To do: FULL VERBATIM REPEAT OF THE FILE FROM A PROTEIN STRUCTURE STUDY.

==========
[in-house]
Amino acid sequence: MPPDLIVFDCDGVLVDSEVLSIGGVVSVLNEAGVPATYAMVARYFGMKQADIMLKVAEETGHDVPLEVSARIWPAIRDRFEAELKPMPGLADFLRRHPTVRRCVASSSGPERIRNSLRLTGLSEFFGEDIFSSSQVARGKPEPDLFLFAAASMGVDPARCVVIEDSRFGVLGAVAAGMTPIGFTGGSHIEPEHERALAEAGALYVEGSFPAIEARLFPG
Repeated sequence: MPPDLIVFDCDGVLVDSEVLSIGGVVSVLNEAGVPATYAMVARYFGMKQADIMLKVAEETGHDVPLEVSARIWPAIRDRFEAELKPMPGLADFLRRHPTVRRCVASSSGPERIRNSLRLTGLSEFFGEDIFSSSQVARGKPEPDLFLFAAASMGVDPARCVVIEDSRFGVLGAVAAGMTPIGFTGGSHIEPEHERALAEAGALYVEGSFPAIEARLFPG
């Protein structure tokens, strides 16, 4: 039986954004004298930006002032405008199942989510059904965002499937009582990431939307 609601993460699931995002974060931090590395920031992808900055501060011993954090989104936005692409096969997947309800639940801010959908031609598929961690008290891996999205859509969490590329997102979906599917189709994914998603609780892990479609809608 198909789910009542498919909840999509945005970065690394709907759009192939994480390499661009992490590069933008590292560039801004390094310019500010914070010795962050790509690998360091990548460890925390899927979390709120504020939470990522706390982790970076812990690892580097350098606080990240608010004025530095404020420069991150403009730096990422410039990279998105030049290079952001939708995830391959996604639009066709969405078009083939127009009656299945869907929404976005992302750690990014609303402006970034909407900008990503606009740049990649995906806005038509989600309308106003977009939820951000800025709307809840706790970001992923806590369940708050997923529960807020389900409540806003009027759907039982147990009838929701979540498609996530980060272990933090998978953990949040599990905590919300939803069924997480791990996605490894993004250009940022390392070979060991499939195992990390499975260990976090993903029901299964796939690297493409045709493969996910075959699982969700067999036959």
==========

[in-house]
Amino acid sequence: MPPDLIVFDCDGVLVDSEVLSIGGVVSVLNEAGVPATYAMVARYFGMKQADIMLKVAEETGHDVPLEVSARIWPAIRDRFEAELKPMPGLADFLRRHPTVRRCVASSSGPERIRNSLRLTGLSEFFGEDIFSSSQVARGKPEPDLFLFAAASMGVDPARCVVIEDSRFGVLGAVAAGMTPIGFTGGSHIEPEHERALAEAGALYVEGSFPAIEARLFPG
Repeated sequence: MPPDLIVFDCDGVLVDSEVLSIGGVVSVLNEAGVPATYAMVARYFGMKQADIMLKVAEETGHDVPLEVSARIWPAIRDRFEAELKPMPGLADFLRRHPTVRRCVASSSGPERIRNSLRLTGLSEFFGEDIFSSSQVARGKPEPDLFLFAAASMGVDPARCVVIEDSRFGVLGAVAAGMTPIGFTGGSHIEPEHERALAEAGALYVEGSFPAIEARLFPG
């Protein structure tokens, strides 16, 4: 039986954004004298930006002032405008199942989510059904965002499937009582990431939307 609601993460699931995002974060931090590395920031992808900055501060011993954090989104936005692409096969997947309800639940801010959908031609598929961690008290891996999205859509969490590329997102979906599917189709994914998603609780892990479609809608 198909789910009542498919909840999509945005970065690394709907759009192939994480390499661009992490590069933008590292560039801004390094310019500010914070010795962050790509690998360091990548460890925390899927979390709120504020939470990522706390982790970076812990690892580097350098606080990240608010004025530095404020420069991150403009730096990422410039990279998105030049290079952001939708995830391959996604639009066709969405078009083939127009009656299945869907929404976005992302750690990014609303402006970034909407900008990503606009740049990649995906806005038509989600309308106003977009939820951000800025709307809840706790970001992923806590369940708050997923529960807020389900409540806003009027759907039982147990009838929701979540498609996530980060272990933090998978953990949040599990905590919300939803069924997480791990996605490894993004250009940022390392070979060991499939195992990390499975260990976090993903029901299964796939690297493409045709493969996910075959699982969700067999036959």